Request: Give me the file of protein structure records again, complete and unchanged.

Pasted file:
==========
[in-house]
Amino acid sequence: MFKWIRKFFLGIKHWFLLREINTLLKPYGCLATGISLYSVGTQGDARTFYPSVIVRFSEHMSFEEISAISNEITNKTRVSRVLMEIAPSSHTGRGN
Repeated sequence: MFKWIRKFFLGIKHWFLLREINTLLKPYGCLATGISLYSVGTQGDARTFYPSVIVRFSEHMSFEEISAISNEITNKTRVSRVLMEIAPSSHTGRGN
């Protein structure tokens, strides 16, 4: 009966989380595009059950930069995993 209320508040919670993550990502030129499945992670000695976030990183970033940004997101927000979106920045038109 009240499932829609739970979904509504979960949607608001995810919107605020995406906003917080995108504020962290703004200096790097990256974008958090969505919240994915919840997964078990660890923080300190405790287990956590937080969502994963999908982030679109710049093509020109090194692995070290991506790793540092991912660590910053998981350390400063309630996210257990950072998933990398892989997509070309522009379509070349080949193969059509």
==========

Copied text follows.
[in-house]
Amino acid sequence: MFKWIRKFFLGIKHWFLLREINTLLKPYGCLATGISLYSVGTQGDARTFYPSVIVRFSEHMSFEEISAISNEITNKTRVSRVLMEIAPSSHTGRGN
Repeated sequence: MFKWIRKFFLGIKHWFLLREINTLLKPYGCLATGISLYSVGTQGDARTFYPSVIVRFSEHMSFEEISAISNEITNKTRVSRVLMEIAPSSHTGRGN
């Protein structure tokens, strides 16, 4: 009966989380595009059950930069995993 209320508040919670993550990502030129499945992670000695976030990183970033940004997101927000979106920045038109 009240499932829609739970979904509504979960949607608001995810919107605020995406906003917080995108504020962290703004200096790097990256974008958090969505919240994915919840997964078990660890923080300190405790287990956590937080969502994963999908982030679109710049093509020109090194692995070290991506790793540092991912660590910053998981350390400063309630996210257990950072998933990398892989997509070309522009379509070349080949193969059509």